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Hey guys,
I went down yesterday, I'm fine alittle sore but not too bad. :'(
The SV's turning is so tight and such an angle I turned it all the way and couldn't get out of it and just fell over. I couldn't ride it home because it broke the clutch lever and shift lever :(
First I need a pair of cheap but good frame sliders does anyone know where I can get these for less than $50??? and is there anything that you can do so that it does not steer the full radius?? Like a steering damper or stablizer will that make the turning radius not so 90 degree??? Help need to get back on the road, waiting for the levers to come in but if anyone could offer some advise I would apprieciate it. Not many weeks left of riding in maine.
 

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Motosliders are the best value you will find. It sounds like a near zero speed accident so I am sure you will heal quickly. And let me be the 1st of many to suggest signing up for your local MSF class.
 

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SafireEyz said:
is there anything that you can do so that it does not steer the full radius??  Like a steering damper or stablizer will that make the turning radius not so 90 degree??? 
Glad your not hurt to badly. Nothing personal, but single track (two wheel) vehicles turn by leaning almost exclusively above 5 or 10 miles an hour and NEVER by turning the handlebars as you indicated mid turn. If anything, counter-steering a centimeter or so in the opposite direction will increase the turn. Sounds like you may have touched the front brake mid turn and locked up the front wheel.
 

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glad you arek ok
yeah... +1 on MSF... they will really help you with slow speed manuevers

there should never be any more limitations put on your steering than what is there now... you really need all that side to side turning of the bars to get around parking lots and other tight areas where you might even be just waliking the bike. A steering damper is totally not what you need. Those are designed for more performance oriented riding where the bars might start shaking from the bike setup and riding it hard.

check ebay for cheap frame sliders

and if you can't get yourself in a MSF course... at least try to build your turning skills in a vacant parking lot ;)
 

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im not sure about your income but maybeh you should think a little bit and spend more than 50 on a pair of framesliders, it may take you a lil longer to save for them but think about what your trying to protect.

get nates, from what i heard they're the cats meow...

my $.02
 

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yup, +1 on MSF. Just got done with it 2 weeks ago. They teach you those exact maneuvers and how to slip the clutch in and out to make it through those types of turns safely and efficiently.
 

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-yz- said:
yup, +1 on MSF. Just got done with it 2 weeks ago. They teach you those exact maneuvers and how to slip the clutch in and out to make it through those types of turns safely and efficiently.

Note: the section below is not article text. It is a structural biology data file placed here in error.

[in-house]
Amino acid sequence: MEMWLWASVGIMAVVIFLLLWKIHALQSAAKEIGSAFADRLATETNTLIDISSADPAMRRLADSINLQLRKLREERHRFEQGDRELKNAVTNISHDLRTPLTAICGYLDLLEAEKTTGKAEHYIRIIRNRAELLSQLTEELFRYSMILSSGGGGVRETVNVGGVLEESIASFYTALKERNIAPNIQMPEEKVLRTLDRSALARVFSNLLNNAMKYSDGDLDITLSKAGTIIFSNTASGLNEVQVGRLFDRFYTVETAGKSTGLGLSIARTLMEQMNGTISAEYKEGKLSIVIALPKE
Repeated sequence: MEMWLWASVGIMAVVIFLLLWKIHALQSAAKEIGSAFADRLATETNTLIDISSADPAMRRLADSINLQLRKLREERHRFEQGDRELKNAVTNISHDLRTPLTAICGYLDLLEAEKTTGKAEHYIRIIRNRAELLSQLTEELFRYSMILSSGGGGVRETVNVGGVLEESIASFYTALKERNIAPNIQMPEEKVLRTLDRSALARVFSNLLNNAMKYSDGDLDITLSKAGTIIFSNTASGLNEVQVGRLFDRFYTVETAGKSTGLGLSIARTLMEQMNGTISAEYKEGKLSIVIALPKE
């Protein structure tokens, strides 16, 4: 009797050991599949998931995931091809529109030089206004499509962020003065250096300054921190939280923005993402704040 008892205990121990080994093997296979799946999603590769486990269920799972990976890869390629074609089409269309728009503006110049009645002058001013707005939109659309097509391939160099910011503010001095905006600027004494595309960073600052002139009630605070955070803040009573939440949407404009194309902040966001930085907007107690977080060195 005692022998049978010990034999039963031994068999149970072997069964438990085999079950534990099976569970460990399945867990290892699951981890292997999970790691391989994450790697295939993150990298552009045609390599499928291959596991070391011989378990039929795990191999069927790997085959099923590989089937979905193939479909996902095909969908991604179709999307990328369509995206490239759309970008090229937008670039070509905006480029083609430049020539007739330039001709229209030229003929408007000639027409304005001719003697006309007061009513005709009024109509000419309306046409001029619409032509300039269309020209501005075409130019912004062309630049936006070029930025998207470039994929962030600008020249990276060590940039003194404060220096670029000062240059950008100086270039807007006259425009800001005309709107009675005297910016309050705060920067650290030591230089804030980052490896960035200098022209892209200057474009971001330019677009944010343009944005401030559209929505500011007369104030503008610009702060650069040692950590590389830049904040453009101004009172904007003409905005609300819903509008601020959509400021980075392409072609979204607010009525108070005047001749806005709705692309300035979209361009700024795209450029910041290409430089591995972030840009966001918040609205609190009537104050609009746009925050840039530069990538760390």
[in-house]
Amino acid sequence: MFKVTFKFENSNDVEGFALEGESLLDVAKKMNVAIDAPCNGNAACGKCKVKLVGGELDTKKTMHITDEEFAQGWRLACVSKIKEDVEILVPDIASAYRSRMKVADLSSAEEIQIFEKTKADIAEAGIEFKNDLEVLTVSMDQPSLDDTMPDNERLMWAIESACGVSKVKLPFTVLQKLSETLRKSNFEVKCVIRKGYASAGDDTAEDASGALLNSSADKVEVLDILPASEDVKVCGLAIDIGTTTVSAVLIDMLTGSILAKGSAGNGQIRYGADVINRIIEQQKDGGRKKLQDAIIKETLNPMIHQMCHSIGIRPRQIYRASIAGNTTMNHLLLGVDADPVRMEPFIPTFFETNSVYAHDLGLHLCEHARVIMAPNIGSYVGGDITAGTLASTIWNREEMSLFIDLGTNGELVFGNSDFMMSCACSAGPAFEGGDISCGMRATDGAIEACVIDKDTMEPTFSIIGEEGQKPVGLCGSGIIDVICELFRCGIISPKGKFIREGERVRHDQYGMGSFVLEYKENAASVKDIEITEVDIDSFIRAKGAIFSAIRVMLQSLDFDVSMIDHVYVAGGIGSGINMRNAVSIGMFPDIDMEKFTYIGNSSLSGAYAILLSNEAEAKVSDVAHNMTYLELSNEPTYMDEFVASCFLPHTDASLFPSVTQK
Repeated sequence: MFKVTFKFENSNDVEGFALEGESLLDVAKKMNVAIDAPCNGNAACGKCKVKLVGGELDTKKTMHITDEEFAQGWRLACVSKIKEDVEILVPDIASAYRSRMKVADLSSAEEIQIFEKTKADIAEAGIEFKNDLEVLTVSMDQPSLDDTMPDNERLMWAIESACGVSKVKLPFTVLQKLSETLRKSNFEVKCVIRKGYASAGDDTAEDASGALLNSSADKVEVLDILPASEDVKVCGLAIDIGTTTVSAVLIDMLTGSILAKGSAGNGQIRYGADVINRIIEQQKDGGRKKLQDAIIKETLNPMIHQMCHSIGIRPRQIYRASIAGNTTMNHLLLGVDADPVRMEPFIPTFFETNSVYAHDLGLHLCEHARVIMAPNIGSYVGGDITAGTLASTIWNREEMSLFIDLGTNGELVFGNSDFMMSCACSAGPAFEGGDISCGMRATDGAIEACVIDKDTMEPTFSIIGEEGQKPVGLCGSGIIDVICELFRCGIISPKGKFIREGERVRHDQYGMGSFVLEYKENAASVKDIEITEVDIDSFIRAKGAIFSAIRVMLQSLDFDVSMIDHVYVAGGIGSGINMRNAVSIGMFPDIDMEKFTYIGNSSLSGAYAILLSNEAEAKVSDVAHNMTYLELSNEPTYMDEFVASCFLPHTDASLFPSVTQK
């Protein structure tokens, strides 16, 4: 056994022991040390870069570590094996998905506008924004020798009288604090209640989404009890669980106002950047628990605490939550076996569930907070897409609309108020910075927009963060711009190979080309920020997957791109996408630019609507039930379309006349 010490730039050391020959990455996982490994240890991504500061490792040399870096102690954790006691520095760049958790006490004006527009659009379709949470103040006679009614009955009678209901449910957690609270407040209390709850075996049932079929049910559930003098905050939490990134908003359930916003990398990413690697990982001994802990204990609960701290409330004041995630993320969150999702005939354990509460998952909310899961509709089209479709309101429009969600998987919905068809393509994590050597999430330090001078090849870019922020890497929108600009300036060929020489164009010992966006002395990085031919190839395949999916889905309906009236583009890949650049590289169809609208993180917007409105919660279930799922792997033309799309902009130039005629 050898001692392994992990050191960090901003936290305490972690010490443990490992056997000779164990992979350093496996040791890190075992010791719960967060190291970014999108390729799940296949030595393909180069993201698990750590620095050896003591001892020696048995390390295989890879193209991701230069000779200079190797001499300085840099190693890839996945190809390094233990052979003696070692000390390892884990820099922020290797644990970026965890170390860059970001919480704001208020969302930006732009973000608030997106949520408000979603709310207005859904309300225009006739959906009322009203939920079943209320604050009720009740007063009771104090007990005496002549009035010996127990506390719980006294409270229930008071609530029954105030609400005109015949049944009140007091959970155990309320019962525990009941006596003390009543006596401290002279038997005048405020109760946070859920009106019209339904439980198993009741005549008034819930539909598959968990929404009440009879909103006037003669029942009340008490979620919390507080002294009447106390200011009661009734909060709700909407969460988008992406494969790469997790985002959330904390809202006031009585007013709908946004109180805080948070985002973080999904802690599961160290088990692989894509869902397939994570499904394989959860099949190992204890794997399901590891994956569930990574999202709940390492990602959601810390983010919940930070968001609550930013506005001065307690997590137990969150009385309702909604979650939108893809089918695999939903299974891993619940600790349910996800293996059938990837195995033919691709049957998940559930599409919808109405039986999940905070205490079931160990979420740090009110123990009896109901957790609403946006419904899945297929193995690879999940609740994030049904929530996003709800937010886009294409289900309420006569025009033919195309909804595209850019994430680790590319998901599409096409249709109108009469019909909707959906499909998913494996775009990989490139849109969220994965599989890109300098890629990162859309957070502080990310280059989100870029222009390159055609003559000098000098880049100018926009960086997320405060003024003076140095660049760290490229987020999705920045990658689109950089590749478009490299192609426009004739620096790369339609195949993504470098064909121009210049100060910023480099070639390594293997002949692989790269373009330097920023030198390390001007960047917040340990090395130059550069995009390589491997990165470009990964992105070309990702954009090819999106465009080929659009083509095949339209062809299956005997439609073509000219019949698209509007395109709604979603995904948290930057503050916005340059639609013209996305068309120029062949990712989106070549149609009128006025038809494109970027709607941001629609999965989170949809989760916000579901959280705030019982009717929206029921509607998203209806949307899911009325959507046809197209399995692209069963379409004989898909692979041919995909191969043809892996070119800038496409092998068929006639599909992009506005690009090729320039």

hah yeah i just took the MSF a month ago... and i messed up on that part of the evaluation... that slow turning around the cones is pretty hard.
 

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SafireEyz said:
First I need a pair of cheap but good frame sliders does anyone know where I can get these for less than $50???
I'll sell you my old frame sliders for $45 shipped. I upgraded to nate's motosliders a few months back and I have no need for these others once. I dropped my bike in a parking lot once when i was stopped (didn't put the kickstand down and realized it too late, haha) and they saved my bike. No damage at all other than some scratches to the slider and bar end. I was quite releived to find no real damage. Let me know if you're interested.
 

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You fell victim to what even many seasoned riders don't practice enough. Low speed maneuvering is difficult since gravity and less gyroscopic effect is in place to keep you shiny side up. Get to the MSF course ASAP and/or check out some books. Borders or Barnes and Nobles usually has a small selection you can look at.

Total Control by Lee Parks has a lot of good information in it. He gives you techniques on how to make extrememly tight U-turns on even big touring bikes. It's all technique and practice. The book has diagrams of practice courses you can set up in a vacant parking lot to practice.

Good luck and get to practicing. ;D
 

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do a bunch of tight figure eights (like full lock turns). That'll help your balance at low speeds alot. It just comes down to lots of practice and if you don't get the time in, you won't get the skill.
 

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This is where I p[op up and say that in the UK you can't even ride a bike on the road until you can do slow control adequately... yes, there I go. Your solution isn't to mod the bike, it's to learn the bike.

Here's how they do it on our training, this might work for you. First, you do some straight-line slow control. Usually means dragging the rear brake and keeping the revs up a little. Do this till you can ride comfortably at a slow walking pace without any problems. Now try some maneuvers while you're doing it- a slalom round a few cones is a good way to start, then build up to u-turns and figure-8s. It's not difficult to learn, and it's an invaluable skill.
 
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